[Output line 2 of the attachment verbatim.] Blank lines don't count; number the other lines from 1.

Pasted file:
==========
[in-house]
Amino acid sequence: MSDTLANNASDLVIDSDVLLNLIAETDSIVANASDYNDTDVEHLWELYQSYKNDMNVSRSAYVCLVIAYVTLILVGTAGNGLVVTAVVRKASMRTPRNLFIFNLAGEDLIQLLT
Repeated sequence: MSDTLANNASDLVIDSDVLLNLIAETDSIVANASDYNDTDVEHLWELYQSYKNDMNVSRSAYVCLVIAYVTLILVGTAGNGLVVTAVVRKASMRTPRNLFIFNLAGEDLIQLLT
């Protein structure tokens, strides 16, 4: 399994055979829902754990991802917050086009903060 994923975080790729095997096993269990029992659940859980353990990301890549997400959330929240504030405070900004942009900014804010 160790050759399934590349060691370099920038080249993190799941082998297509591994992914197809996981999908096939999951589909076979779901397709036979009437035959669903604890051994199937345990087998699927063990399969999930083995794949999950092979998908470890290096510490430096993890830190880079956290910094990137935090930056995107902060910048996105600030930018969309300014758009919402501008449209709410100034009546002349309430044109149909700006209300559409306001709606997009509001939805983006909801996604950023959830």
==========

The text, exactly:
Amino acid sequence: MSDTLANNASDLVIDSDVLLNLIAETDSIVANASDYNDTDVEHLWELYQSYKNDMNVSRSAYVCLVIAYVTLILVGTAGNGLVVTAVVRKASMRTPRNLFIFNLAGEDLIQLLT